Fired Mount Dora deputy police chief files whistleblower complaint

Video: Fired Mount Dora deputy police chief files whistleblower complaint

MOUNT DORA, Fla. — 9 Investigates is reporting ongoing turmoil within the Mount Dora Police Department tied to the retirement of its last chief of police.

Channel 9 investigative reporter Karla Ray broke the news in July that then-Chief Robert Bell was stepping down after less than a year on the job and just weeks after complaints were filed against him both anonymously and by his command staff.

Deputy Chief Michael Fewless, who submitted some of those complaints, was fired just days later. 9 Investigates asked the city manager and mayor about his firing last month, and at the time they insisted it had nothing to do with his complaints about Bell.

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Now, he’s fighting to get his job back via a whistleblower complaint.

Michael Fewless was once chief of Fruitland Park Police, and had a long law enforcement career prior to his firing from the position of deputy chief in Mount Dora last month.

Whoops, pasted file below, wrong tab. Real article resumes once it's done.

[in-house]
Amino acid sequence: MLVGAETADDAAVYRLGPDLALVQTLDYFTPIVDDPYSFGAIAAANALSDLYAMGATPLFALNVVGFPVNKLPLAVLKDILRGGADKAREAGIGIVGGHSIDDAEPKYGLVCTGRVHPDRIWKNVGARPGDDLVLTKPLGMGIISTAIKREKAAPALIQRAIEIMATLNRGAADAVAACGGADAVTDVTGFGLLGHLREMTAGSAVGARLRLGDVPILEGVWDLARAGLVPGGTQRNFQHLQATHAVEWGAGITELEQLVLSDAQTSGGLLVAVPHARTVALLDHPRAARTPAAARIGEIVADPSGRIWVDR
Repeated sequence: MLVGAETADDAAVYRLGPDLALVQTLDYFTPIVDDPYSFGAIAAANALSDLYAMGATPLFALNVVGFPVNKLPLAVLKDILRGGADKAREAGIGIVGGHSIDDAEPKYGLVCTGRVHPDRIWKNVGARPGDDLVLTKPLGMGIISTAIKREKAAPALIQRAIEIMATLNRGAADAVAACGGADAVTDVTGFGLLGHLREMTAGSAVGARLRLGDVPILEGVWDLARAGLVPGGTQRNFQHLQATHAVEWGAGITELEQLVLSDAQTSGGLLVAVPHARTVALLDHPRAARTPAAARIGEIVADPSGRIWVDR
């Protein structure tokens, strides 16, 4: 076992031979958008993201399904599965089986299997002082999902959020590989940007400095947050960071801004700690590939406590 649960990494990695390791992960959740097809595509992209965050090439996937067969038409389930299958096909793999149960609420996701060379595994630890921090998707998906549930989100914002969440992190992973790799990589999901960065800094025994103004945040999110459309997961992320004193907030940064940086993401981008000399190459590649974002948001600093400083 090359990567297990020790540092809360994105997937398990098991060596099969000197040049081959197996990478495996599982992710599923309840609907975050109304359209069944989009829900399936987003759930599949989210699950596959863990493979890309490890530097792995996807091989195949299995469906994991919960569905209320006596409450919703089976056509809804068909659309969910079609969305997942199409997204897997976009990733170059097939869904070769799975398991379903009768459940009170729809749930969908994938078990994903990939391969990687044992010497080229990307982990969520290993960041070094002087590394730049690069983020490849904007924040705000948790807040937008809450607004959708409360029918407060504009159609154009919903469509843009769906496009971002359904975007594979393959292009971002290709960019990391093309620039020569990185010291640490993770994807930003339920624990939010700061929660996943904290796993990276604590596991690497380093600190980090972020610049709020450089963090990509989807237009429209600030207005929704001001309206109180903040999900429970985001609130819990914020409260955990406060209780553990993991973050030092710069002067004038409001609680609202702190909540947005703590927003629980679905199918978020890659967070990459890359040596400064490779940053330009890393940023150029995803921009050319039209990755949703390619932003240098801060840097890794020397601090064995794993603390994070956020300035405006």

Records show he was fired on July 21 for speaking to a member of the media without permission, the very same day he sent an email to the city manager reiterating details about a “complaint made by the entire command staff regarding the actions of Chief Bell.”

Fewless writes in the email, “Following the original complaint you had additional meetings with us, and we were informed that we needed to keep the contents of the complaint silent.”

“I’ve never seen such close temporal proximity for a whistleblower,” Fewless’ attorney, Ryan Andrews, said. “It’s gone too far than it should have, I think they have a small window to try to get it resolved with Mr. Fewless before it’s going to be an embarrassingly large claim they have to pay.”

9 Investigates asked the city for copies of the command staff complaint the day after Fewless’ firing back in July, but we were only given copies of “anonymous” letters alleging the now-retired chief was creating a hostile work environment, and threatening personnel with litigation and discipline if they spoke about his perceived relationship with a subordinate officer.

Days after receiving those records, we asked the city manager and mayor on camera whether Fewless’ firing had anything to do with him filing complaints against the chief.

“No, he violated a city policy, and I’m going to say more importantly he violated the city charter,” City Manager Robin Hayes said.

Video: Mount Dora police chief retires after allegations of hostile work environment, inappropriate relationship surface